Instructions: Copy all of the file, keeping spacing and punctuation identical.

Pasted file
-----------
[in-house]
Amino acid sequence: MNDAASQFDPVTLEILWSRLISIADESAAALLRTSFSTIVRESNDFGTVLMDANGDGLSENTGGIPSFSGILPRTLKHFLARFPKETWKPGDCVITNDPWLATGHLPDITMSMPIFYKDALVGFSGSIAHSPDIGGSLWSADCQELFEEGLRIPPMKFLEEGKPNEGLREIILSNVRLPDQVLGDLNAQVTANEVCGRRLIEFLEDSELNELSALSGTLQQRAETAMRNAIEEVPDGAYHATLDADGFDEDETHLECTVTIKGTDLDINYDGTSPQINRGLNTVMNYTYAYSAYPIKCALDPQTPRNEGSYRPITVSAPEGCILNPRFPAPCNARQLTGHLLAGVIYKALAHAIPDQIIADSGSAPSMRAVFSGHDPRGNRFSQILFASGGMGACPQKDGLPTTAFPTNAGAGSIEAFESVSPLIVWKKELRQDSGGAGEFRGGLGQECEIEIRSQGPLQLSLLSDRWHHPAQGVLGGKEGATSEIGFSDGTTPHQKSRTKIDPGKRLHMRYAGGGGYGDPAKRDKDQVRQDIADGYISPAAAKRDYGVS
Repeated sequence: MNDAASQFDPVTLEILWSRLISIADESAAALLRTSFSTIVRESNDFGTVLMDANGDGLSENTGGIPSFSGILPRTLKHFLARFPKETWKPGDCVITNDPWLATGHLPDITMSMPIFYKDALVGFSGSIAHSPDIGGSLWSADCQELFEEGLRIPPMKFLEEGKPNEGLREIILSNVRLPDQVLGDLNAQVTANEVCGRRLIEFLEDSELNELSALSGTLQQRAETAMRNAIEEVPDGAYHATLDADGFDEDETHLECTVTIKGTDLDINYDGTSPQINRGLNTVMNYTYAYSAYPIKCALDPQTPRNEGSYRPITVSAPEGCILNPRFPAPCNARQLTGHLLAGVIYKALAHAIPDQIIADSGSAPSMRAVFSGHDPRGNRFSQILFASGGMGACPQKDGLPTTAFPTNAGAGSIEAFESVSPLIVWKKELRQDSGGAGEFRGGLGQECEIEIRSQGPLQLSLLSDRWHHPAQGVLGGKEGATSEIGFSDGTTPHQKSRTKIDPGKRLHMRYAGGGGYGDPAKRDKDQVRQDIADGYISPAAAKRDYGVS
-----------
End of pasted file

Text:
[in-house]
Amino acid sequence: MNDAASQFDPVTLEILWSRLISIADESAAALLRTSFSTIVRESNDFGTVLMDANGDGLSENTGGIPSFSGILPRTLKHFLARFPKETWKPGDCVITNDPWLATGHLPDITMSMPIFYKDALVGFSGSIAHSPDIGGSLWSADCQELFEEGLRIPPMKFLEEGKPNEGLREIILSNVRLPDQVLGDLNAQVTANEVCGRRLIEFLEDSELNELSALSGTLQQRAETAMRNAIEEVPDGAYHATLDADGFDEDETHLECTVTIKGTDLDINYDGTSPQINRGLNTVMNYTYAYSAYPIKCALDPQTPRNEGSYRPITVSAPEGCILNPRFPAPCNARQLTGHLLAGVIYKALAHAIPDQIIADSGSAPSMRAVFSGHDPRGNRFSQILFASGGMGACPQKDGLPTTAFPTNAGAGSIEAFESVSPLIVWKKELRQDSGGAGEFRGGLGQECEIEIRSQGPLQLSLLSDRWHHPAQGVLGGKEGATSEIGFSDGTTPHQKSRTKIDPGKRLHMRYAGGGGYGDPAKRDKDQVRQDIADGYISPAAAKRDYGVS
Repeated sequence: MNDAASQFDPVTLEILWSRLISIADESAAALLRTSFSTIVRESNDFGTVLMDANGDGLSENTGGIPSFSGILPRTLKHFLARFPKETWKPGDCVITNDPWLATGHLPDITMSMPIFYKDALVGFSGSIAHSPDIGGSLWSADCQELFEEGLRIPPMKFLEEGKPNEGLREIILSNVRLPDQVLGDLNAQVTANEVCGRRLIEFLEDSELNELSALSGTLQQRAETAMRNAIEEVPDGAYHATLDADGFDEDETHLECTVTIKGTDLDINYDGTSPQINRGLNTVMNYTYAYSAYPIKCALDPQTPRNEGSYRPITVSAPEGCILNPRFPAPCNARQLTGHLLAGVIYKALAHAIPDQIIADSGSAPSMRAVFSGHDPRGNRFSQILFASGGMGACPQKDGLPTTAFPTNAGAGSIEAFESVSPLIVWKKELRQDSGGAGEFRGGLGQECEIEIRSQGPLQLSLLSDRWHHPAQGVLGGKEGATSEIGFSDGTTPHQKSRTKIDPGKRLHMRYAGGGGYGDPAKRDKDQVRQDIADGYISPAAAKRDYGVS